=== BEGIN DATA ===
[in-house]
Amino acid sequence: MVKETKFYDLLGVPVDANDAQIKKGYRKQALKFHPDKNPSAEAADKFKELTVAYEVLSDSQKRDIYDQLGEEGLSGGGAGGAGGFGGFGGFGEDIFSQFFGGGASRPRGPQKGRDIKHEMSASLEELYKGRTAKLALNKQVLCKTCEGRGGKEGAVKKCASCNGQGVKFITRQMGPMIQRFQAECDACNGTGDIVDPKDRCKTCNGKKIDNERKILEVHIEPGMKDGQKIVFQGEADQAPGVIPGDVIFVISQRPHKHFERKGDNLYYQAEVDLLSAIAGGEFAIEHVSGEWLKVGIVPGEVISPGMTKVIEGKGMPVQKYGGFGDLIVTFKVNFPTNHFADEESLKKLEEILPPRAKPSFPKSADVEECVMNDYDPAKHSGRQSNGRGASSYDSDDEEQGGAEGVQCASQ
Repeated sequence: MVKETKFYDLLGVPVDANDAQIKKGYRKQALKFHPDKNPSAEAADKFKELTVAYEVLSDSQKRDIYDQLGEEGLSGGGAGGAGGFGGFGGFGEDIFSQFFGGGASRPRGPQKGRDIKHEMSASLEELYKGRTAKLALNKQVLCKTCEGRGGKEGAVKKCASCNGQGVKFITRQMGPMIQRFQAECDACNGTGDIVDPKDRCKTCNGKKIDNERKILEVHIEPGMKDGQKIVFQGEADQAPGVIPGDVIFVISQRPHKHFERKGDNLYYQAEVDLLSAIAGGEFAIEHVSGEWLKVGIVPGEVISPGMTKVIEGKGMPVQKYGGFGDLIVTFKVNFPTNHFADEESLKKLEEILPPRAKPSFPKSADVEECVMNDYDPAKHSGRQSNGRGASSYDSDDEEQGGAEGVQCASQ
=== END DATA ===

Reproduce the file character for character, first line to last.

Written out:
[in-house]
Amino acid sequence: MVKETKFYDLLGVPVDANDAQIKKGYRKQALKFHPDKNPSAEAADKFKELTVAYEVLSDSQKRDIYDQLGEEGLSGGGAGGAGGFGGFGGFGEDIFSQFFGGGASRPRGPQKGRDIKHEMSASLEELYKGRTAKLALNKQVLCKTCEGRGGKEGAVKKCASCNGQGVKFITRQMGPMIQRFQAECDACNGTGDIVDPKDRCKTCNGKKIDNERKILEVHIEPGMKDGQKIVFQGEADQAPGVIPGDVIFVISQRPHKHFERKGDNLYYQAEVDLLSAIAGGEFAIEHVSGEWLKVGIVPGEVISPGMTKVIEGKGMPVQKYGGFGDLIVTFKVNFPTNHFADEESLKKLEEILPPRAKPSFPKSADVEECVMNDYDPAKHSGRQSNGRGASSYDSDDEEQGGAEGVQCASQ
Repeated sequence: MVKETKFYDLLGVPVDANDAQIKKGYRKQALKFHPDKNPSAEAADKFKELTVAYEVLSDSQKRDIYDQLGEEGLSGGGAGGAGGFGGFGGFGEDIFSQFFGGGASRPRGPQKGRDIKHEMSASLEELYKGRTAKLALNKQVLCKTCEGRGGKEGAVKKCASCNGQGVKFITRQMGPMIQRFQAECDACNGTGDIVDPKDRCKTCNGKKIDNERKILEVHIEPGMKDGQKIVFQGEADQAPGVIPGDVIFVISQRPHKHFERKGDNLYYQAEVDLLSAIAGGEFAIEHVSGEWLKVGIVPGEVISPGMTKVIEGKGMPVQKYGGFGDLIVTFKVNFPTNHFADEESLKKLEEILPPRAKPSFPKSADVEECVMNDYDPAKHSGRQSNGRGASSYDSDDEEQGGAEGVQCASQ